Recent events in Washington state highlight the challenges of mitigating the effects of climate change. The Army Corps of Engineers operates nine hydroelectric dams in Washington. The dams produce large, shallow reservoirs which soak up sunshine and can become lethally hot for salmon. Climate change contributes.
To get federal help, Washington state notified the U.S. Environmental Protection Agency in 1998 that river temperatures exceeded state water quality standards. EPA and Washington reached an agreement in 2000 that EPA would issue the needed specification for safe river temperatures. But the EPA did not act.
Fishing and environmental groups sued EPA to compel production of a specification. A federal District Court issued an Order in 2018, but the EPA appealed. After a US Appeals Court confirmed the order, the EPA issued a specification for water temperature in May 2020. On July 29, 2020, the Corps of Engineers appealed to the Washing State Pollution Control Hearings Board. A hearing is scheduled for August 2021.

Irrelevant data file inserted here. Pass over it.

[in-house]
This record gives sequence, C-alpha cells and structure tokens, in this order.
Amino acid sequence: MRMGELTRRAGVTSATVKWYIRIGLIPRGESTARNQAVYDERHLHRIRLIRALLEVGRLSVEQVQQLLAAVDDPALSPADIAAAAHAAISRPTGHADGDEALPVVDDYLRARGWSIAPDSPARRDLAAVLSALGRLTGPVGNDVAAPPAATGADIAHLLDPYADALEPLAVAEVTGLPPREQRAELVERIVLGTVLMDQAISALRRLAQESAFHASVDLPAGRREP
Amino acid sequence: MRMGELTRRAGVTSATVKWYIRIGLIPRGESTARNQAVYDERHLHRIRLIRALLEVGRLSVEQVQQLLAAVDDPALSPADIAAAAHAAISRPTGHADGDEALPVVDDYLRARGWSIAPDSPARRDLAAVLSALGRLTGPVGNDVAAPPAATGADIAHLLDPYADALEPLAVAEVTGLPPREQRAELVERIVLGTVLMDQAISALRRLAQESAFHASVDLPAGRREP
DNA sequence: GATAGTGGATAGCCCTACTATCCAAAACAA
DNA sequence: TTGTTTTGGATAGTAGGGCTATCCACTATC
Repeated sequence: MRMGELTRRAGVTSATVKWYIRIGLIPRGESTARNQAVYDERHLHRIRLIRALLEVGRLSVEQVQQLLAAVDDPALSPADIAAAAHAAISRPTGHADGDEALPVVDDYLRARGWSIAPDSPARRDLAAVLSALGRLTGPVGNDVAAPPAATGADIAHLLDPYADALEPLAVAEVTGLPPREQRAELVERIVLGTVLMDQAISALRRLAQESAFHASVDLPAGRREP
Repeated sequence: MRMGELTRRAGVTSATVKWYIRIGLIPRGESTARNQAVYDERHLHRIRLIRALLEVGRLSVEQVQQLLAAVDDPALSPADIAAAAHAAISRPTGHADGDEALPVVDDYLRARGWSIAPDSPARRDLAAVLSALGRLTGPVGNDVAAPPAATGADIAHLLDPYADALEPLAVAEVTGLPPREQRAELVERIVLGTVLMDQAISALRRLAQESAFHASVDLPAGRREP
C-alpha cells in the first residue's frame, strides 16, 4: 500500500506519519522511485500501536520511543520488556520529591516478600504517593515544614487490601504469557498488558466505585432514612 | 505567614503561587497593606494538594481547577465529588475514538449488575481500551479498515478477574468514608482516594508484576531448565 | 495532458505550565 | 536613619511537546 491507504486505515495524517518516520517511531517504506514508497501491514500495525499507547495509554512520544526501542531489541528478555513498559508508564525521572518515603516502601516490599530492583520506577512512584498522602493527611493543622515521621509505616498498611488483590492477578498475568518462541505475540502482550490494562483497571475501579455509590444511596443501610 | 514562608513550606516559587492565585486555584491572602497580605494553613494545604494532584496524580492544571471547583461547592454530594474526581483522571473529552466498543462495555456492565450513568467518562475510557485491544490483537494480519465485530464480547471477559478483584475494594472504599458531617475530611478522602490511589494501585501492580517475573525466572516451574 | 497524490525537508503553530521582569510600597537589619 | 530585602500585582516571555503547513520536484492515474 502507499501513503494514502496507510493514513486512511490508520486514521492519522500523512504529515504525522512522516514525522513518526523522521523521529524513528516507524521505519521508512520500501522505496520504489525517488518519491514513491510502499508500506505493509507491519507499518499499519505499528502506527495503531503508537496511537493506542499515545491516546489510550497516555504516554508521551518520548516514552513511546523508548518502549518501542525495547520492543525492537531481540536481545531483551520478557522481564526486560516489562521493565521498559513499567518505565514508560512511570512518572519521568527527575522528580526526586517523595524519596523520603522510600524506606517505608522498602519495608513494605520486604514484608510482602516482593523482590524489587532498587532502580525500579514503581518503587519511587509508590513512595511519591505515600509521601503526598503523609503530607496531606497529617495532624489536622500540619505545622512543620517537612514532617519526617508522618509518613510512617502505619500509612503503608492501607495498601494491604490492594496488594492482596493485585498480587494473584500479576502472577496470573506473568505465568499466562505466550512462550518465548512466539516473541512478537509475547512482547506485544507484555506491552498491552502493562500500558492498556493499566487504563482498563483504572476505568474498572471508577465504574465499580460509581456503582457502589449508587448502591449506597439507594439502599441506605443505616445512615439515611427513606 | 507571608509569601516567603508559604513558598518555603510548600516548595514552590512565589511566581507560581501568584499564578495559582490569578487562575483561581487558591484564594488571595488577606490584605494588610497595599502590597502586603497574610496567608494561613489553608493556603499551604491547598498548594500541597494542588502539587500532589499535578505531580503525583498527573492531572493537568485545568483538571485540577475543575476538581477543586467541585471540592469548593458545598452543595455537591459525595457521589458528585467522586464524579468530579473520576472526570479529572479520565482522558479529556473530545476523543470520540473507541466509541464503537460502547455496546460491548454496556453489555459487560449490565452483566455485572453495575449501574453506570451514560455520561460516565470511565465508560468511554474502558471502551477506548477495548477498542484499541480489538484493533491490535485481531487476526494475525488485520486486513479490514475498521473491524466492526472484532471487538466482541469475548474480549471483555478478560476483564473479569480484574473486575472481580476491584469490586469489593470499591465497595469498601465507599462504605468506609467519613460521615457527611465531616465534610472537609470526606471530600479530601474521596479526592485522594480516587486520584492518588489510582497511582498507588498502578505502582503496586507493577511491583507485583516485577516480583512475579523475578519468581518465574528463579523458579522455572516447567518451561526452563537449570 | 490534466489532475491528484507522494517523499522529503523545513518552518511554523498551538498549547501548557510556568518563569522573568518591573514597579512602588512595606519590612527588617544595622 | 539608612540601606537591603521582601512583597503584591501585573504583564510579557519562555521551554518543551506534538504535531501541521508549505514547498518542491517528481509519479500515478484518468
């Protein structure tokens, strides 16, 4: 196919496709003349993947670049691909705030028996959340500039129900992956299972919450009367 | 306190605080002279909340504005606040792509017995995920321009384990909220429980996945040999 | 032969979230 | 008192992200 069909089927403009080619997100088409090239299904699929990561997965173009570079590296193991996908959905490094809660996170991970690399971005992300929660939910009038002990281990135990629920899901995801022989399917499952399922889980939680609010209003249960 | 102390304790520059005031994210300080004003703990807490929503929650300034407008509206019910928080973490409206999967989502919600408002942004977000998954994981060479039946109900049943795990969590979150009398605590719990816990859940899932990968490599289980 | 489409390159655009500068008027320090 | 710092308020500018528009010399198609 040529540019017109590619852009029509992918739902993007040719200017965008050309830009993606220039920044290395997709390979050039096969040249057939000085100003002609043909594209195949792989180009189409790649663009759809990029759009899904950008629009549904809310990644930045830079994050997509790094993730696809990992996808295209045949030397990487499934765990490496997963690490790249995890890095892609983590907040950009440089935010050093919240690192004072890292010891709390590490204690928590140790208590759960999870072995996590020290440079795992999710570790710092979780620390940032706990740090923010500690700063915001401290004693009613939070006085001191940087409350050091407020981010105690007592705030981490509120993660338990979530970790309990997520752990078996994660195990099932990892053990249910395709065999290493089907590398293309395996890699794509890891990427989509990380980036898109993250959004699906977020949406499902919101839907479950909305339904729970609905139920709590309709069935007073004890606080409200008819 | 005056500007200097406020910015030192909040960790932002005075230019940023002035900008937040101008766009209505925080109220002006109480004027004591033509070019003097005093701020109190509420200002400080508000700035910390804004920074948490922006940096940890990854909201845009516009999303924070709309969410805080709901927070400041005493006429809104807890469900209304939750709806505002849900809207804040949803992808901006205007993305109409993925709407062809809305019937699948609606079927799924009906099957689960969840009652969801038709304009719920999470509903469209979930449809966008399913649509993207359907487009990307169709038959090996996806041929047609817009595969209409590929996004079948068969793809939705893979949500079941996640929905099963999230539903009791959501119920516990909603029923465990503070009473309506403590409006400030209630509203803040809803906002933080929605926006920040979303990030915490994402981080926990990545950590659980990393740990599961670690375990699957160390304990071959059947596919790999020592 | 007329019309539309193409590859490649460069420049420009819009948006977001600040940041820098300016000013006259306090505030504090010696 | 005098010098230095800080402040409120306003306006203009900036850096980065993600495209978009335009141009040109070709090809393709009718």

I hope efforts to protect the salmon are successful, but we need to curb climate change at the source, and Pennsylvanians can help. When fossil fuels are burned, greenhouse gases are generated, contributing to global warming. A bill before the U.S. Congress (the Energy Innovation and Carbon Dividend Act, HR 763) uses market forces to decrease greenhouse gas emissions, much the way higher cigarette prices help decrease smoking. Tell your members of Congress you support HR 763. You’ll help lower temperatures for both salmon and humans.’
This article originally appeared in the Centre Daily Times.